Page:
Democratic Presidential Primary Debate Schedule: Date, Time, Online Viewing Info For 2015-2016 Democratic Debates
Hillary Clinton Democratic Primary Debates

Democratic Presidential Primary Debate Schedule: Date, Time, Online Viewing Info For 2015-2016 Democratic Debates

When is the first Democratic presidential primary debate and how many debates will take place before the 2016 Democratic National Convention? Here’s everything you need to know, including the date, time and online viewing information for each of the six upcoming debates.

Unlike the last Republican presidential primary debate, there won’t be a stage full of candidates at the first Democratic debate scheduled for October 13. Five candidates are set to appear on stage at the Wynn Las Vegas on Tuesday night at the CNN-hosted event. If Vice President Joe Biden decides to join the race, he will also be included in the debate.

Salon predicts that it will not be a “GOP-style bloodbath” with the Democrats having “significantly less batshit-crazy personalities than the Republicans.” Without Donald Trump on stage hurling insults, the first debate may be a sleeper. Case in point: Candidate Bernie Sanders recently told reporters that he looks forward to “an exchange of ideas” with Clinton. That sounds civil.

Although it may not be as exciting as the first two GOP debates, front-runner Hillary Clinton will be the one to watch as she faces off against candidates Bernie Sanders, Martin O’Malley, Jim Webb and Lincoln Chafee on Wednesday night. CNN reports that Vice President Joe Biden will be able to join the debate if he enters the 2016 presidential races as late as October 13, the day of the first debate.

According to the Democratic National Committee (DNC) Chairwoman Debbie Wasserman Schultz, the six debates scheduled prior to the 2016 Democratic National Convention (July 25-28) should give voters enough time to evaluate the candidates. That’s almost half the number of Republican debates — two GOP debates have already been held, with at least nine more scheduled through March 2016.

Here’s a list of the six upcoming Democratic presidential primary debates scheduled by the DNC.

October 13, 2015 at 8:30 p.m. ET: Wynn Hotel in Las Vegas, Nevada. Moderator Anderson Cooper will be joined by Dana Bash and Juan Carlos Lopez, who will ask additional questions. CNN’s Don Lemon will present questions that voters submitted via Facebook. The event will be broadcast on your local CNN cable station, live online on CNNgo, and on Westwood One radio.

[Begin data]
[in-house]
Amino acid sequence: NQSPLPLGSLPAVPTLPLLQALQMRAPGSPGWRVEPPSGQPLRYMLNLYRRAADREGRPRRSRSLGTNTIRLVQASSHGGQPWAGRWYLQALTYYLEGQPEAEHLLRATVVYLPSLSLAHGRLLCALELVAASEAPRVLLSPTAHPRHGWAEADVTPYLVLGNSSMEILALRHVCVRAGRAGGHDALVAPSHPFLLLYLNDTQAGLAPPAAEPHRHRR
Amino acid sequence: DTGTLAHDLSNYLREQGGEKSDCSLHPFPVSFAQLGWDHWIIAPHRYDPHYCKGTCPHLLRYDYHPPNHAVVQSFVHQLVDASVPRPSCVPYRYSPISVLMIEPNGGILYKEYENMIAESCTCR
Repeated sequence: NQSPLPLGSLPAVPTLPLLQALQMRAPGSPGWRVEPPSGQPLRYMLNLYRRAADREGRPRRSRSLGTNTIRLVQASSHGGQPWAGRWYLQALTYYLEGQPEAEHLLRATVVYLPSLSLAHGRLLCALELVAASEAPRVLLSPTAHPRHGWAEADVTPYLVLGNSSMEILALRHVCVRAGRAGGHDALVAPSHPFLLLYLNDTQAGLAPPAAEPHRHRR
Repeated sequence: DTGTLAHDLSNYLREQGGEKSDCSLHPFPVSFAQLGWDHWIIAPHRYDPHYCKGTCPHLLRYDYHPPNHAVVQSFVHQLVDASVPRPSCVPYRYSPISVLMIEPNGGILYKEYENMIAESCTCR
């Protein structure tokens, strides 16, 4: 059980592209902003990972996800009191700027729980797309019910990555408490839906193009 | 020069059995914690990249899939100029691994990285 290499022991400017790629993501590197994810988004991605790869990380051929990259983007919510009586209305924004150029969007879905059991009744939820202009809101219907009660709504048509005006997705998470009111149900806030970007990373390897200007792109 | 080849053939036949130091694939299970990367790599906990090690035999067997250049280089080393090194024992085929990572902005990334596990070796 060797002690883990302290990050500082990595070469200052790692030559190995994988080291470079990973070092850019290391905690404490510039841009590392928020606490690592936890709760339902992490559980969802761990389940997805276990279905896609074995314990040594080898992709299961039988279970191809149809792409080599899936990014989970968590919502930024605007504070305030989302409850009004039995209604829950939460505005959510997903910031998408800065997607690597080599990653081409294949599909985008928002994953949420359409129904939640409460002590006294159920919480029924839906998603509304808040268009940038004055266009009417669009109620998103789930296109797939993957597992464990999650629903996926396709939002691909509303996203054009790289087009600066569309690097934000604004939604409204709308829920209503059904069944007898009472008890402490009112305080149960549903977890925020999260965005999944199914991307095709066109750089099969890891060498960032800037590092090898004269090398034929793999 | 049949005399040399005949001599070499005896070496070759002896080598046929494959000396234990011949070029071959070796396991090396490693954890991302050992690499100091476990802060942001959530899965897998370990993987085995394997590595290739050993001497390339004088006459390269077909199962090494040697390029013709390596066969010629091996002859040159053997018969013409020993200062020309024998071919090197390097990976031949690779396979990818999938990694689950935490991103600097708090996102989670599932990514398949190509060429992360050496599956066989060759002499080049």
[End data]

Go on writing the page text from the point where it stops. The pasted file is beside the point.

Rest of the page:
November 14, 2015: Drake University in Des Moines, Iowa. The debate will be broadcast by CBS, KCCI and The Des Moines Register. Cynthia Fodor of KCCI News will moderate with with questions and participation by Alyx Sacks, also of KCCI. Start time to be announced.

December 19, 2015: Manchester, New Hampshire. Broadcast by ABC News and WMUR-TV. Start time, venue and moderators to be announced.

January 17, 2016: Congressional Black Caucus Institute in Charleston, South Carolina. Broadcast by NBC News. Start time and moderators to be announced.

February 11, 2016: Broadcast on Univision and The Washington Post, the fifth debate will be held in Wisconsin Start time, moderators and venue to be announced.

March 9, 2016: Hosted by PBS in Miami, Florida, the start time, moderators and venue will be announced at a later date.

The 2016 Democratic National Convention is scheduled for July 25—28, 2016. The Washington Post reports the convention will be held at the Wells Fargo Center in Philadelphia, with some events to take place at the Pennsylvania Convention Center.

The most recent national poll done by Public Policy Polling adds Biden into the mix, although he has yet to announce he is joining the race. The October 6 poll shows former Secretary of State Hillary Clinton leads the Democratic race with 42 percent, followed by Bernie Sanders (24 percent) and Joe Biden (20 percent). Candidate Jim Webb trails way behind with two percent and both Martin O’Malley and former Rhode Island Governor Lincoln Chafee are barely hanging on with one percent each.

“Among Biden voters, 44% say Clinton would be their second choice to only 21% who say Sanders would be. If Biden doesn’t get in and you reallocate his backers to their second choice, Clinton leads Sanders 51 to 28.”

Follow the Democratic National Committee on Twitter @TheDemocrats for the latest updates on the upcoming presidential debates. Use the hashtag #DemDebate when tweeting during the 2015-2016 Democratic presidential primary debates.

[Photo by Joe Raedle/Getty Images]

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